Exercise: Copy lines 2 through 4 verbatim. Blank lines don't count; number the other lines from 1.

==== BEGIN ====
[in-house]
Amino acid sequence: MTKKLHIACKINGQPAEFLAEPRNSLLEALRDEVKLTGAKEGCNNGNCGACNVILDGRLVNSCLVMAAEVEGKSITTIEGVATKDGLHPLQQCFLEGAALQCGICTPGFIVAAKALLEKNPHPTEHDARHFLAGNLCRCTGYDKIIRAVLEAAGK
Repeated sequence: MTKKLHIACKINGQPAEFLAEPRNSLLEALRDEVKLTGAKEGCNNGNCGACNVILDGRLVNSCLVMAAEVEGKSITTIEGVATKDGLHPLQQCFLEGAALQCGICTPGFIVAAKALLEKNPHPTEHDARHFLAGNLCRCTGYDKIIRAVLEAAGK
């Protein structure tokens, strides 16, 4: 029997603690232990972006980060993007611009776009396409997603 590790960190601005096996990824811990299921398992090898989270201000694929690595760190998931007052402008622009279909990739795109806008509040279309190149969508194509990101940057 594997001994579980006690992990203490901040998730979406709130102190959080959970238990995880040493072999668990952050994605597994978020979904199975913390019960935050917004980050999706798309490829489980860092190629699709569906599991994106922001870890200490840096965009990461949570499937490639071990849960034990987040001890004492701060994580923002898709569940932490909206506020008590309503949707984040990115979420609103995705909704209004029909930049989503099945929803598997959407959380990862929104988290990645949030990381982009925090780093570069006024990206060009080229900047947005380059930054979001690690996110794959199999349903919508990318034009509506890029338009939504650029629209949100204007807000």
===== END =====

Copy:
Amino acid sequence: MTKKLHIACKINGQPAEFLAEPRNSLLEALRDEVKLTGAKEGCNNGNCGACNVILDGRLVNSCLVMAAEVEGKSITTIEGVATKDGLHPLQQCFLEGAALQCGICTPGFIVAAKALLEKNPHPTEHDARHFLAGNLCRCTGYDKIIRAVLEAAGK
Repeated sequence: MTKKLHIACKINGQPAEFLAEPRNSLLEALRDEVKLTGAKEGCNNGNCGACNVILDGRLVNSCLVMAAEVEGKSITTIEGVATKDGLHPLQQCFLEGAALQCGICTPGFIVAAKALLEKNPHPTEHDARHFLAGNLCRCTGYDKIIRAVLEAAGK
């Protein structure tokens, strides 16, 4: 029997603690232990972006980060993007611009776009396409997603 590790960190601005096996990824811990299921398992090898989270201000694929690595760190998931007052402008622009279909990739795109806008509040279309190149969508194509990101940057 594997001994579980006690992990203490901040998730979406709130102190959080959970238990995880040493072999668990952050994605597994978020979904199975913390019960935050917004980050999706798309490829489980860092190629699709569906599991994106922001870890200490840096965009990461949570499937490639071990849960034990987040001890004492701060994580923002898709569940932490909206506020008590309503949707984040990115979420609103995705909704209004029909930049989503099945929803598997959407959380990862929104988290990645949030990381982009925090780093570069006024990206060009080229900047947005380059930054979001690690996110794959199999349903919508990318034009509506890029338009939504650029629209949100204007807000």